W3C home > Mailing lists > Public > public-publ-wg@w3.org > August 2017

Re: Identifying a book on the Web today

From: Baldur Bjarnason <baldur@rebus.foundation>
Date: Thu, 3 Aug 2017 11:41:55 -0400
Cc: Benjamin Young <byoung@bigbluehat.com>, David Wood <david.wood@ephox.com>, MURATA Makoto <eb2m-mrt@asahi-net.or.jp>, W3C Publishing Working Group <public-publ-wg@w3.org>
Message-Id: <F41C7076-CCC2-4E1F-81F7-A69F83A7A790@rebus.foundation>
To: Ivan Herman <ivan@w3.org>
Ivan,

You’re not wrong. 🙂

- best
- Baldur Bjarnason
  baldur@rebus.foundation



> On 3 Aug 2017, at 11:27, Ivan Herman <ivan@w3.org> wrote:
> 
> Baldur,
> 
> apart from the fact that we should figure out the cut between github and email:-) I have the feeling that we violently agree. Am I wrong?
> 
> Ivan
> 
> 
> 
>> On 3 Aug 2017, at 17:21, Baldur Bjarnason <baldur@rebus.foundation> wrote:
>> 
>> 
>> 
>>> On 3 Aug 2017, at 05:54, Ivan Herman <ivan@w3.org> wrote:
>>> 
>>> [Admin comment: if we think this issue is a genuine discussion to have, we should open a github issue, in this case probably at the global level, ie, on publ-wg. Referring back to discussion threads on a mailing list is WAY more difficult later (say, in 2 years) than it is on github, and we will make our life much easier if we do it that way. Baldur, if you agree, adding a new issue would be a good idea, with a cut-and-past of your text.]
>> 
>> I’m not clear on what the division of labour between GitHub issues and the mailing list is supposed to be. The issues are pretty darn inaccessible, often with dozens upon dozens of replies, most of them pretty repetitive. It has honestly become quite intimidating.
>> 
>> The email I sent is a high level overview of the topic (with references, because we aren’t working in a vacuum) and specifically avoids taking sides on implementation issues, so I’m not sure if it fits in with the current style of discussion in the GitHub issues. If you think this belongs on GitHub, point me at the right place and I’ll copy paste my email either as a new issue or as a reply to a pre-existing issue. No problem.
>> 
>> Though, some general guidance on when something should go to GitHub and when it belongs to the mailing list would be very useful.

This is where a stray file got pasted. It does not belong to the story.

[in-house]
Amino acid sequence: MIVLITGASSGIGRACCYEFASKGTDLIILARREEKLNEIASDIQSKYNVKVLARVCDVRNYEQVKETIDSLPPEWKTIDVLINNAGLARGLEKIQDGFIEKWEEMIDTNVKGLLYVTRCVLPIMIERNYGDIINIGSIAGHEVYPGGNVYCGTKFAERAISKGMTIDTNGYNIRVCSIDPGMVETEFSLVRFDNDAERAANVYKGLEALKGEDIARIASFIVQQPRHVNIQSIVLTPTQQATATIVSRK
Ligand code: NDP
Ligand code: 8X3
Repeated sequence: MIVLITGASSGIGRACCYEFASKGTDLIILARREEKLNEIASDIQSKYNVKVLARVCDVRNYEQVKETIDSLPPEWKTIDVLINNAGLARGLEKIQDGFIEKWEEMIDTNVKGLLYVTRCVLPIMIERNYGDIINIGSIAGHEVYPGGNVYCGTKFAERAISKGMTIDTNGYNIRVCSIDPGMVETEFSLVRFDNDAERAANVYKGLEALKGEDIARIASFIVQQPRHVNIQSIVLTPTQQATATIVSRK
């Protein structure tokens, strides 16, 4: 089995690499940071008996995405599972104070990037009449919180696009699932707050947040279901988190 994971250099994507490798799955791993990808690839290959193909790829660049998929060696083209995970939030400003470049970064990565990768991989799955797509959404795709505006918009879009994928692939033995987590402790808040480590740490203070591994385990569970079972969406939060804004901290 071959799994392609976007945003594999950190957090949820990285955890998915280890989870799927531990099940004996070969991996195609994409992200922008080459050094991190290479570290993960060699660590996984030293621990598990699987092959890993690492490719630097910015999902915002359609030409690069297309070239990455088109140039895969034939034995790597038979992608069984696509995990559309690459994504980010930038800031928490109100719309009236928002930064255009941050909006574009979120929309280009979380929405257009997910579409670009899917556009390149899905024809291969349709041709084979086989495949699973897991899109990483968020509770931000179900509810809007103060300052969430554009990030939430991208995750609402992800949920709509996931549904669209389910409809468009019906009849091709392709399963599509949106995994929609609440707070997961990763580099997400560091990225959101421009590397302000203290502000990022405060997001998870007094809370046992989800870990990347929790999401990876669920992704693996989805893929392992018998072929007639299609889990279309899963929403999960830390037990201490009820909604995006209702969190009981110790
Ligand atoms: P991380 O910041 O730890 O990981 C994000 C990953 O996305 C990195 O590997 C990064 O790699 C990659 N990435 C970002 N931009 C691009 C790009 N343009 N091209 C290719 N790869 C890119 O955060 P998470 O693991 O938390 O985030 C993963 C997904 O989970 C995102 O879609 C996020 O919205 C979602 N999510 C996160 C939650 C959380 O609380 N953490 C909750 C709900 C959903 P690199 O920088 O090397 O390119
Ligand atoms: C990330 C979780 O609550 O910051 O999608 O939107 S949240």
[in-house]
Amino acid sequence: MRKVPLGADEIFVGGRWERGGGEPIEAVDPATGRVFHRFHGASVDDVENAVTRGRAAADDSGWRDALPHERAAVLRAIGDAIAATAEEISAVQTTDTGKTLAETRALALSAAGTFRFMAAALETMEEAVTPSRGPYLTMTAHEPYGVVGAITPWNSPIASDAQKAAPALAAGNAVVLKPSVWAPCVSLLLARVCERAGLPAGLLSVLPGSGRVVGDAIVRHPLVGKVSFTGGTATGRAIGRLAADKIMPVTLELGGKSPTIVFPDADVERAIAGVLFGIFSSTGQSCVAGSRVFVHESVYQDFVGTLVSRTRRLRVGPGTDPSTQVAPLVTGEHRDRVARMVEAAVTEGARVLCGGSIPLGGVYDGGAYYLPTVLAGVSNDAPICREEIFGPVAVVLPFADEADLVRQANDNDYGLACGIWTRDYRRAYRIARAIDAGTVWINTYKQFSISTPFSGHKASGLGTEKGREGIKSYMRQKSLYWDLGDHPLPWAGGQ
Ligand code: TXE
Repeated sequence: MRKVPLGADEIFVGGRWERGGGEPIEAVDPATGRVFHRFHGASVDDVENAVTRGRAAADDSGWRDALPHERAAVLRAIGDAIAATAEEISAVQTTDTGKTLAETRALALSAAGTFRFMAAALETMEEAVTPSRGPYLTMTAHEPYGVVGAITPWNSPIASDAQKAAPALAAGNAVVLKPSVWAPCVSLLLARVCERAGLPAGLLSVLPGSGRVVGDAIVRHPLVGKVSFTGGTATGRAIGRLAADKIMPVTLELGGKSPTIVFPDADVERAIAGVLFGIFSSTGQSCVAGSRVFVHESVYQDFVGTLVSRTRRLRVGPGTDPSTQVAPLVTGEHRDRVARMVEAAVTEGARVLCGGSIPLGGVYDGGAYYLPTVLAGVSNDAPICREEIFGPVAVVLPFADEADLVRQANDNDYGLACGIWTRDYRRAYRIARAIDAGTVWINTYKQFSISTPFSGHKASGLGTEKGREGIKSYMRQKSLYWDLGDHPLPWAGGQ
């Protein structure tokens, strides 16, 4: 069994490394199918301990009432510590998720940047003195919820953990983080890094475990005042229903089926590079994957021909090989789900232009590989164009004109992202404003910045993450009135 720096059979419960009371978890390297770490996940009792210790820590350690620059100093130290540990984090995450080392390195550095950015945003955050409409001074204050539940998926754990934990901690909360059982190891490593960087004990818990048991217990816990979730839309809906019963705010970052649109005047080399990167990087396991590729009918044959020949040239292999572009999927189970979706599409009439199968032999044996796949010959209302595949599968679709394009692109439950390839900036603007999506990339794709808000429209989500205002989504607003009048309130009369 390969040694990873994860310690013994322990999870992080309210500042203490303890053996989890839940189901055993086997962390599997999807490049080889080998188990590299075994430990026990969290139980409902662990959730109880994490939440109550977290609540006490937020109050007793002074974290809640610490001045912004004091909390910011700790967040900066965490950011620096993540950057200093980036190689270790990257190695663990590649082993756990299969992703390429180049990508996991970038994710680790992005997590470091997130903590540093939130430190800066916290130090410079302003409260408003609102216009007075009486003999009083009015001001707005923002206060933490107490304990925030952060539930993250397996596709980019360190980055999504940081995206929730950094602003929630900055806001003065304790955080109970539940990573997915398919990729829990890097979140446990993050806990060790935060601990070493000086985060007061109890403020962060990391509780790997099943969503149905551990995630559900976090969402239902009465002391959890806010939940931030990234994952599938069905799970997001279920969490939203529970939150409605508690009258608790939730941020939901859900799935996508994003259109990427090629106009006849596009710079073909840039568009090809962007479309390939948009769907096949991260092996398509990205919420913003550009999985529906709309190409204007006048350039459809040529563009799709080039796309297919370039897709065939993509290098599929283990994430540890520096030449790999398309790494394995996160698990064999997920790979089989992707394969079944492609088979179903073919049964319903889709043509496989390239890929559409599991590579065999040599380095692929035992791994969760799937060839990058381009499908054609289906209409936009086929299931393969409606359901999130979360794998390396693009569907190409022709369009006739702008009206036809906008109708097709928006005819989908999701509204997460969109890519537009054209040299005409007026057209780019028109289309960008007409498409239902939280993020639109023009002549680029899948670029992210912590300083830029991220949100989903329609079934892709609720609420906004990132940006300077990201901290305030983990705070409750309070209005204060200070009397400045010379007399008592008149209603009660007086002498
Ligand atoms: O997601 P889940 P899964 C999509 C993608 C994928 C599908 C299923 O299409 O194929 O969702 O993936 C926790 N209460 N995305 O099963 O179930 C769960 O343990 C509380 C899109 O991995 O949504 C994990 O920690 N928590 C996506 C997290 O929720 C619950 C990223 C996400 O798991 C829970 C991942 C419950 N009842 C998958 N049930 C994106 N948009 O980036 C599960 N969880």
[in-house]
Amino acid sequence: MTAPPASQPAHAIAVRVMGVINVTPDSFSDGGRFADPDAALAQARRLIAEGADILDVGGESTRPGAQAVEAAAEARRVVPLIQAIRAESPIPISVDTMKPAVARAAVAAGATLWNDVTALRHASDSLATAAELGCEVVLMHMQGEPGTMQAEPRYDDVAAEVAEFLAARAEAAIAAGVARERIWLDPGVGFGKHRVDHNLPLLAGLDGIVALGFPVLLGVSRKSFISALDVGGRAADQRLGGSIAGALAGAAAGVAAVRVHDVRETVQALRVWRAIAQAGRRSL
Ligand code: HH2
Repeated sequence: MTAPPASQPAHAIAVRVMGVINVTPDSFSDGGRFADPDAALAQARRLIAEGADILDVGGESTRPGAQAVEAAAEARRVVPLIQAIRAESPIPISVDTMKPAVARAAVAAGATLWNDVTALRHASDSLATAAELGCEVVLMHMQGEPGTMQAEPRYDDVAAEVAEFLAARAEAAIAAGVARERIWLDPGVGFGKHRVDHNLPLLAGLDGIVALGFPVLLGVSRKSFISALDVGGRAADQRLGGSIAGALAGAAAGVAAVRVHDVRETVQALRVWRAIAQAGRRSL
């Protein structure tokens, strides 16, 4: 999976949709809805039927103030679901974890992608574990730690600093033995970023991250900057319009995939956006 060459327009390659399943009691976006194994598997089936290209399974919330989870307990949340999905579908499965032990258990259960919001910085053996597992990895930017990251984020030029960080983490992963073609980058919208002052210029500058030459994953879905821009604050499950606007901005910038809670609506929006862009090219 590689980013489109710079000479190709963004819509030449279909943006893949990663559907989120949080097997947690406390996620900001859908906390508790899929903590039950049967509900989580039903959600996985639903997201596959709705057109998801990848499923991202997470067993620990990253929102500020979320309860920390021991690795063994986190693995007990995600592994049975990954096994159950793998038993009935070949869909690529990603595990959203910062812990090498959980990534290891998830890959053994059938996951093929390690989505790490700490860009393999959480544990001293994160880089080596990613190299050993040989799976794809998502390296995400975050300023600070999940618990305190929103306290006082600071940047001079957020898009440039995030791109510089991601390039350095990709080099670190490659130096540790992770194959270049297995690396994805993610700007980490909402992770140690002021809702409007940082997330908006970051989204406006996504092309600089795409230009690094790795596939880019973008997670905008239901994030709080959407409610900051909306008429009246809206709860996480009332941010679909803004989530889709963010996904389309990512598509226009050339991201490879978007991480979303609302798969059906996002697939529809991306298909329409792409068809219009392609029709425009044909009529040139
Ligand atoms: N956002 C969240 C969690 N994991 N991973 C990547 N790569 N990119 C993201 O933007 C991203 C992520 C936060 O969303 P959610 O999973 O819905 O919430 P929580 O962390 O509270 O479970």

>> 
>> ***
>> 
>> I’m not sure that what I’m arguing in my earlier email is a single issue, specifically. It’s more that it was an attempt to argue that we have four separate issues that we really should be discussing separately and not bundled together. And that one of the issues in this bundle is positively derailing and is a topic we should be avoiding.
>> 
>> This harkens back to Hadrien’s earlier point about how working from high level and vague definitions is more vulnerable to disagreements and derailing than working from a bullet point list of requirements or issues.
>> 
>> When it comes to identifiers:
>> 
>> - We are going to have URLs that function as locators and (if an identifier is omitted) serves as an identifier.
>> 
>> - We are going to need a discovery mechanism (almost certainly a link of some sort).
>> 
>> - We are going to need to support other identifiers, IRIs generally and URN namespaces specifically for ISBN support (without requiring their presence, as URLs can function in their place if the author chooses to omit one).
>> 
>> - We really, really, _really_ shouldn’t be minting new URL schemes, protocols, or registry/redirection mechanisms.
>> 
>> The first three are all separate topics that should be given the attention they need on their own (i.e. they are a bullet point in our list of things to figure out).  They are nuanced—possibly tricky—subjects that we need to clarify to reach consensus. Even my presentation of each issue is up for debate.